TransposerRT: Play MIDI Pitch Transpositions to Multiple Tracks in Realtime


    (A YouTube video in which I demonstrate TransposerRT can be found here.  Please forgive the amateurish quality of the video; you'll hear background noise from my family, as well as pops and clicks from the freeware screencasting software I was struggling with.  I'm much better at making M4L devices than YouTube videos, I promise!)
    Have you ever wished that you could play notes on one MIDI track, and have those notes be applied as pitch transpositions to what's playing on other MIDI tracks?  Well, now you can.  TransposerRT is a freely downloadable pair of Max For Live MIDI Effect devices -a Sender and a Receiver- which together make Ableton Live much more flexible for improvisation, allowing you to send pitch transpositions to multiple MIDI tracks simultaneously on the fly.
    For example, say you have a bass track and a string pad track each playing their own clip, while you improvise the melody on another track. There's only one problem with that setup: your improvisation is locked into whatever key the clips were created in.  With TransposerRT, you can use your left hand to play pitch transpositions that will be picked up simultaneously by the bass and the string pad tracks, effectively changing the key of the clips they're playing, even as you improvise the lead with your right hand.
    Another benefit of TransposerRT is the ease and speed with which you can create and modify key progressions.  Record or draw the transposition changes into a clip on the Sender track, and you've created a key progression that will apply to every instrument on a Receiver track.  If you later wish to modify the pitch transposition sequence, you have only to edit that one clip, rather than going back and editing the individual clips on the instrument tracks.  Say goodbye to the laborious, time-consuming process of implementing key changes by copying, pasting and transposing measures in individual clips!   And since the Sender clip only represents pitch offsets, you can look at that clip and immediately see where the key changes in the song are.
    In essence, TransposerRT allows you to decouple clip patterns from key transpositions.
    How It Works:
    One of the devices is the pitch offset Sender and the other is the Receiver.  The Sender generates and sends pitch offsets. It has a setting called Root Pitch; upon receipt of a MIDI note, the Sender compares the incoming note's pitch with the root pitch. and the difference between the two is sent out as the offset.  So if the root pitch is 60 (C3, Middle C) and you play the note one octave above (C4, 72), the difference is 72-60 = 12 semitones, which is sent out as the offset.
    A Receiver device sits on a MIDI track before the VST (or instrument, external device etc.), and passes MIDI notes from the track's currently playing clip.  However, before passing on the MIDI notes, it adjusts their pitch in accordance with the latest offset from the Sender.  So, for example, if the latest pitch offset from the Sender is 12 semitones, then notes output from the clip will be transposed 12 semitones before being passed on to the VST.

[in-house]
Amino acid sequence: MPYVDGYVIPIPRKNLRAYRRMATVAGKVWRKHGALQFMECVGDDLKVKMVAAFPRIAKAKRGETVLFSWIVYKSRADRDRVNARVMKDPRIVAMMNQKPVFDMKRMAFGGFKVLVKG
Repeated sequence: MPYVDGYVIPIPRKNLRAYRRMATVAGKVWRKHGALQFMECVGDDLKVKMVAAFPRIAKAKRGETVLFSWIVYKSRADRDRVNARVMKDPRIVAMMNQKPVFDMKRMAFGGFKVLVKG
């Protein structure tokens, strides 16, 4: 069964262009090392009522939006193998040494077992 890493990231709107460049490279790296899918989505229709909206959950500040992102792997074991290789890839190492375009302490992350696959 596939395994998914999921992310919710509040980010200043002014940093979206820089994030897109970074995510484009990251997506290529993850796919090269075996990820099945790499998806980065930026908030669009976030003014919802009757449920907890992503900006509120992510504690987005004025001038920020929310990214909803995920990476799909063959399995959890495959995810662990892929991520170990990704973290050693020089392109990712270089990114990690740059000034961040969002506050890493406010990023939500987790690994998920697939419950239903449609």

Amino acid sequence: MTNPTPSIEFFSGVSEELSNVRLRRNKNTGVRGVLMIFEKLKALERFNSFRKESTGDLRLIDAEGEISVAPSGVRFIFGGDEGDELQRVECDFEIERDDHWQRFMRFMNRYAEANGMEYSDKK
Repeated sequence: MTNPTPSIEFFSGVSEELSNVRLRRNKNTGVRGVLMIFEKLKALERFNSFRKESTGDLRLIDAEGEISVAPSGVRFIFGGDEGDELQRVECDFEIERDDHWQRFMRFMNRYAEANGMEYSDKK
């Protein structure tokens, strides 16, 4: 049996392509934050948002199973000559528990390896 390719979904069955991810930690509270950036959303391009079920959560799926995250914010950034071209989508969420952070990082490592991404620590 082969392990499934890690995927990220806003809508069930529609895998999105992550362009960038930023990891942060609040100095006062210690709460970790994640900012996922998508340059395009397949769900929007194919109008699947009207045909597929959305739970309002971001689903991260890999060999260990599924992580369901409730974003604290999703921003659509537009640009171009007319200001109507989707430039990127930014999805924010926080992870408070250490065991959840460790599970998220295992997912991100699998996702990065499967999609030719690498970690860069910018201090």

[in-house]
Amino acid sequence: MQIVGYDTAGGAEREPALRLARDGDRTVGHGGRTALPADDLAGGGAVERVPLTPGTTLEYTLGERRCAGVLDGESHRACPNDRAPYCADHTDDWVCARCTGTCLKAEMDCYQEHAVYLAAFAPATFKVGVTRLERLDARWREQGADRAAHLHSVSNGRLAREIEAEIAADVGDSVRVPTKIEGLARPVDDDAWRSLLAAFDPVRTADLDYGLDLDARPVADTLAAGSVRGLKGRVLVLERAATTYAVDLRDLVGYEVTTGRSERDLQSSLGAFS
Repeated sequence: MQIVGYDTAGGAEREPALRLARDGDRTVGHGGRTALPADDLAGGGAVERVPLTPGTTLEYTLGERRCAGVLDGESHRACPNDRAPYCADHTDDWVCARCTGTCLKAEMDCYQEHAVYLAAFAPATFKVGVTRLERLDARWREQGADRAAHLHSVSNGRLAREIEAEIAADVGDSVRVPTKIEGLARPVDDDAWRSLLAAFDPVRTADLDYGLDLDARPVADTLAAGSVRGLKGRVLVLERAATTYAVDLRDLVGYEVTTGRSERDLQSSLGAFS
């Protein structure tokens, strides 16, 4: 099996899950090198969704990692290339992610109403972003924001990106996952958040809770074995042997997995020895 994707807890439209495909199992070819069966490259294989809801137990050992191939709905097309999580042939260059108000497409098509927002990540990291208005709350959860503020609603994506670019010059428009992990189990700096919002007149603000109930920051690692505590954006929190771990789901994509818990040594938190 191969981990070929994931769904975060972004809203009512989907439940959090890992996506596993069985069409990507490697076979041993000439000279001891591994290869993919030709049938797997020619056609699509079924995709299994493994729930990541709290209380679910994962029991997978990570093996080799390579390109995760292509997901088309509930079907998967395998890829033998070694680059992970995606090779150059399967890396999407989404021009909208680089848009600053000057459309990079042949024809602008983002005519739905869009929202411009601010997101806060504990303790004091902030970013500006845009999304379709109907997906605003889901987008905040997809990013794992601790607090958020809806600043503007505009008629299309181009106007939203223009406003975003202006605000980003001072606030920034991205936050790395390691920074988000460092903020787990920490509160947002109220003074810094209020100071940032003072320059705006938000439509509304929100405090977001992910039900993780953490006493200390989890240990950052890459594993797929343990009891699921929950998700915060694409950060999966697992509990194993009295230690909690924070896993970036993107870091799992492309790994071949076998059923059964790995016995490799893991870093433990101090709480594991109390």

Sender Controls: As I mentioned, TransposerRT is a pair of devices, a Sender and a Receiver.  Here are descriptions of the controls for the Sender (also available in the Ableton Info View by hovering your mouse over the control):
    Root Pitch - This control looks like a miniature musical keyboard. Click on the appropriate key to set the pitch from which incoming MIDI notes on this track are to be regarded as relative offsets. The Root Pitch will be subtracted from the incoming note pitch, and this will be added to the offset from the Octave Select to yield the net transposition offset sent to Transposer_RT receivers. (This will not change the current offset, only taking effect upon playing another offset note.)
    Octave Select - Adjust this dial to increase or decrease subsequent transposition values by a specific number of octaves. As with the Root Pitch control, changes to this control do not trigger offset changes, rather affecting the value of the offset sent out upon receipt of the next incoming note.
    Virtual Channel - Modify the value in this number box if you wish to have multiple senders, each associated with receivers listening on the same virtual channel and ignoring others.
    Receiver Controls:
    Resend on Offset Change - Use this checkbox to control what happens to an already playing note when an Offset message is received from a TransposerRT sender.  If unchecked, currently playing notes will continue playing at their present pitches;  if checked, these notes will be turned off and immediately resent with the new transposition.
    Virtual Channel - (See the description of the same control in the Sender.)
    Octave Shift - Use this dial to shift pitches of outgoing notes in octave increments.
    Note Delay - This number box can be used to introduce a slight time delay before processing incoming notes, ensuring that offset changes will take effect before subsequent notes are output.  The range is from 0 to 50 milliseconds, with the default being 5 ms.
    Transposed Note Outside Playable Range - This LED lights when a transposition yields a note pitch outside the MIDI playable range of 0..127.  It serves as a warning that the user may wish to change device settings on the Sender and/or Receiver to avoid subsequent unplayable notes.  To ensure that the operator notices the event, the LED remains lit once it comes on.  Click on the LED to turn it off.
    (Hovering your mouse over most controls will cause the control's description to appear in the Ableton Info panel.)
    I hope you find the two TransposerRT devices useful...